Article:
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Monday, January 12, 2009

R. Barnard Way

(* I'm reposting this from 20 October 2008 as some information about another aspect of Way's artistic career has come to light. I'd like to thank Tony Woolrich and Gordon Howsden for the additional info., which I'll tack onto the end. Tony, of course, wrote the original article.)

Way was one of the artists who illustrated Modern Wonder in the late 1930s. The 1901 census shows he was born in 1890 into a dynasty of printers, artists and lithographers. His grandfather Thomas (1837-1915) and father Thomas Robert (1861-1913) were both heavily involved in working with the artist James McNeill Whistler. Both are featured in the Oxford Dictionary of National Biography. His father produced a series of lithographed advertising posters for the London Underground in the first decade of the twentieth century.

Way’s work spanned more than forty years and ranged from illustrating children’s annuals to writing and illustrating technical books for children and adults. He specialised in transport themes, particularly railways. For a number of years he collaborated with Noel D. Green in producing practical and technical manuals published by Wells Gardner & Darton of London and latterly Redhill, Surrey.

Way’s art ranged from pen and ink line drawings and sketches to coloured paintings and drawings. For illustrated technical books published by Odhams in the mid-1940s he made a series of cutaway drawings of machinery and industrial plant. These were all in grey monochrome, reflecting the printing restrictions of the time. He signed his work variously as R. B. W., R. B. Way and R. Barnard Way.

It is possible he might have done covers and other art work for the part works on railways, shipping, aircraft and engineering edited in the late 1930s by Clarence Winchester, as well as covers for Meccano Magazine but as these illustrations are unsigned there is no way of easily finding out. He draw at least one cover for The Listener or Radio Times. One of his railway paintings is in the collection of the railway museum at Swindon.

Way was never featured as an artist for Eagle or Look and Learn, and it is possible he was largely retired by the time they appeared.

Way’s biography is very obscure: he does not appear in modern academic studies of children’s books nor has he yet been traced in dictionaries of book illustrators. His date of death has not been found nor any details of his art school training. His concentration in his books on engineering and technical themes suggests he may have had some kind of technical training. Like many artists of his generation who were too old for active service in World War 2 he may have been engaged by the Ministry of Information or the Military in illustrating advertising or information booklets.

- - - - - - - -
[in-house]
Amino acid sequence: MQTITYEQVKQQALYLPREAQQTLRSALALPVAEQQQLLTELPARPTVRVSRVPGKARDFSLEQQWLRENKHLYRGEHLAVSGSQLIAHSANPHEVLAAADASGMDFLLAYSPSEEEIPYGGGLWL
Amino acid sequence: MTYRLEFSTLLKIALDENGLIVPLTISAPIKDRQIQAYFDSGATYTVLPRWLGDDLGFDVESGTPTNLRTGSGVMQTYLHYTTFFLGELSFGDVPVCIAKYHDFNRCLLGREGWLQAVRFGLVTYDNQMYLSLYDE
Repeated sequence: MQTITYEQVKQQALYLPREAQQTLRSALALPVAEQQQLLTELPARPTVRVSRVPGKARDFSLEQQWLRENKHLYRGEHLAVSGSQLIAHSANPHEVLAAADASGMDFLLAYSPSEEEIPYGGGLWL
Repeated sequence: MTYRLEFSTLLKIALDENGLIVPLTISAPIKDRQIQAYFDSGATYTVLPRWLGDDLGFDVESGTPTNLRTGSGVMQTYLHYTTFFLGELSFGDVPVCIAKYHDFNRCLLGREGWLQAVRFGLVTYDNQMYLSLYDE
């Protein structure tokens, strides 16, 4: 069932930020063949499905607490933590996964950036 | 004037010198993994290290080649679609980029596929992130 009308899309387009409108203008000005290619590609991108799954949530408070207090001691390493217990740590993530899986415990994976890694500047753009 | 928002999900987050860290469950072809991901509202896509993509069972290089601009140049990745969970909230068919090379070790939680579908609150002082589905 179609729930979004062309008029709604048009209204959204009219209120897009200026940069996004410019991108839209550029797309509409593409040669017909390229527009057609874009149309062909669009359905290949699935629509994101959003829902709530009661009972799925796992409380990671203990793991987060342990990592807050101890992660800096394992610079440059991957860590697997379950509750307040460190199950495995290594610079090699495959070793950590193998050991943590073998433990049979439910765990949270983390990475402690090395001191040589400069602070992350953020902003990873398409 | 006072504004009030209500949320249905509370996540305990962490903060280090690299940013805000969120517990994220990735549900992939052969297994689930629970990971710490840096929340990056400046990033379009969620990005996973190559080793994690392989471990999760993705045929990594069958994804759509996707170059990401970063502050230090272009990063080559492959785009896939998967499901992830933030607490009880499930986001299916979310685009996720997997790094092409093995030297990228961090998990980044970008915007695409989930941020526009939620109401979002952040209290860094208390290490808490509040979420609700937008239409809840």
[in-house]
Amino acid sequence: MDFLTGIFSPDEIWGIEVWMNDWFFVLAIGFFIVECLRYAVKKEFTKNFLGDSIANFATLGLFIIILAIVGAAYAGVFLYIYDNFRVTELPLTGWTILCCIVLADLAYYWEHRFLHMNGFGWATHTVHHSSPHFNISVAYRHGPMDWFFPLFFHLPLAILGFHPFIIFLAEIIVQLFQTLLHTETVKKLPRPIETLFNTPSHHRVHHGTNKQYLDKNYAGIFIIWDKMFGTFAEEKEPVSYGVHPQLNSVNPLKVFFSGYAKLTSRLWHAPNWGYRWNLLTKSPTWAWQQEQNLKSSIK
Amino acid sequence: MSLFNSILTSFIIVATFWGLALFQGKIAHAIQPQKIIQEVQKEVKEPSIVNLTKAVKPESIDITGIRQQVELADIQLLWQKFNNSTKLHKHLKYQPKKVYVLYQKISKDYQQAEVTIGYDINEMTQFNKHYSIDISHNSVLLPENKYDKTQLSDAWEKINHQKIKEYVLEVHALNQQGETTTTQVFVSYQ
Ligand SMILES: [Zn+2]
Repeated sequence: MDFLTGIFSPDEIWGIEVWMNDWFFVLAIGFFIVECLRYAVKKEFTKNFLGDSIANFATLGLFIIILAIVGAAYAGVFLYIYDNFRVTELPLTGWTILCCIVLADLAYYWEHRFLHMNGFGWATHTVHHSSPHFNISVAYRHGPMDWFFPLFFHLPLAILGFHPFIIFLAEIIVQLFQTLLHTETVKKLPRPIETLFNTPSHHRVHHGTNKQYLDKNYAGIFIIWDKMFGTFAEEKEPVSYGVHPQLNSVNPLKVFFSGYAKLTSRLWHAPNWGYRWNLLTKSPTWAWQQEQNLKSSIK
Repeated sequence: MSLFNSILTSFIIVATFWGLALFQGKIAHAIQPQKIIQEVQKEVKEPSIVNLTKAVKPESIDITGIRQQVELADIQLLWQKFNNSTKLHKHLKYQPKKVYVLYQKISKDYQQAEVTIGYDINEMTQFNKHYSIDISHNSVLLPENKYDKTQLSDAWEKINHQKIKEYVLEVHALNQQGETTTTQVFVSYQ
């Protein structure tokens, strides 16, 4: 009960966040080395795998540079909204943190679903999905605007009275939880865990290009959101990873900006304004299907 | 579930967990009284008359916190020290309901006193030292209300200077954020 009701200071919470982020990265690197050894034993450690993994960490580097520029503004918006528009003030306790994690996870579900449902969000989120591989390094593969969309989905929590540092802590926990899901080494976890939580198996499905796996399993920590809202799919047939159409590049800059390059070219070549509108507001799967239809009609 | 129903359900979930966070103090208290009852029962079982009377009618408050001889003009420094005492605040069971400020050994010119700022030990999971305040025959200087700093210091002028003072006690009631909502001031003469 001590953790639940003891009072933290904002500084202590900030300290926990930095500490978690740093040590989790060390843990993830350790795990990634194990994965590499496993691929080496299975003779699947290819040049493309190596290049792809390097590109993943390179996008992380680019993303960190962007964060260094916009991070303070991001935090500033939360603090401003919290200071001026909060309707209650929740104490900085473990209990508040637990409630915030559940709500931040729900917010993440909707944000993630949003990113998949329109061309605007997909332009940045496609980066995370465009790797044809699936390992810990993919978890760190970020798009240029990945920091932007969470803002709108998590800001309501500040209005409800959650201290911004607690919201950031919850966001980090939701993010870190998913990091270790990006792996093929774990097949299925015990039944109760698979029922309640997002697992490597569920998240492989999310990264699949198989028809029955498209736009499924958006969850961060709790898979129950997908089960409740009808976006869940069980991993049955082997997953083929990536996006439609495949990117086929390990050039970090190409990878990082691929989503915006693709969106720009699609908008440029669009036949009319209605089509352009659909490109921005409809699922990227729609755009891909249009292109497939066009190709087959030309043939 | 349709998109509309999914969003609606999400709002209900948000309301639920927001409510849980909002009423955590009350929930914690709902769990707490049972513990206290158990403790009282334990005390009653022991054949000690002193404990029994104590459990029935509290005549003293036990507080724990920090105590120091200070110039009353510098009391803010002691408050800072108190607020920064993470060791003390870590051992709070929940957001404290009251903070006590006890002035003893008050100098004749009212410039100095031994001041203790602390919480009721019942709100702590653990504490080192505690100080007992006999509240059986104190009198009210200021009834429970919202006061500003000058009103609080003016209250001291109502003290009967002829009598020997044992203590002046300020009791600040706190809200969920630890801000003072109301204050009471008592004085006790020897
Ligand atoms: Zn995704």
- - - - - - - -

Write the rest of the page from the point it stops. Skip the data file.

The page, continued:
The following list of his work has been compiled from the online British Library Catalogue, COPAC and WorldCat augmented by titles noted by book dealers in ABE. Many of the books went into several editions, but the earliest ones traced are the ones noted. It is certain that more references might be added, particularly for works he illustrated.



Non-fiction (written & illustrated)
Nister’s train book. London, Nister & Co, 1930.
Motorland. London. Raphael Tuck, 1931.
Every Boy’s Book of Electricity. London, Percival Marshall, & Co, 1933.
Everybody's Book of Aeroplanes. London, Percival Marshall & Co, 1934.
Worlds in the Making. London, The Chatterbox Company Ltd, 1934.
By road, rail, sea and air. London, Raphael Tuck & Sons, 1934.
The Romance of Progress. London, Wells Gardner & Darton, 1934.
The Book of the Motor Car, with Noel D. Green. London, Wells Gardner & Darton, c.1935.
How, Why and When? Railway Engines. London, Cassell, 1935.
Modern heavy-oil engines simply explained. London, Percival Marshall, 1935.
Famous British Trains A Chronicle of the Daily Work of the Named Expresses. London, R. Ivor Nicholson and Watson, 1936.
How, Why and When? Aeroplanes. London, Cassell, 1936.
Wireless Made Easy. London, F. Warne & Co., 1937.
Mixed Traffic. London, R. Ivor Nicholson and Watson, 1937.
The Book of Aeroplanes, with Noel D. Green. London, Wells Gardner & Darton, 1937.
Railways, with Noel D. Green. London Wells Gardner & Darton, 1937
Ships, with Noel D. Green. London, Wells Gardner & Darton, 1937.
Building with Steel, with Noel D. Green. London, Wells Gardner, Darton & Co., 1937.
Electricity, with Noel D. Green. London, Wells, Gardner & Darton, 1937.
The Prime Mover, with Noel D. Green. London, Wells, Gardner & Darton, 1937.
Travel And Invention In The Modern World: A Book For The Young Of All Ages, ed. with W. S. Shears. Virtue & Co. [Virtue's Treasury of Knowledge series],1937.
From Log to Liner. London, Sir Isaac Pitman & Sons Ltd. [The Science in Action Series], 1938.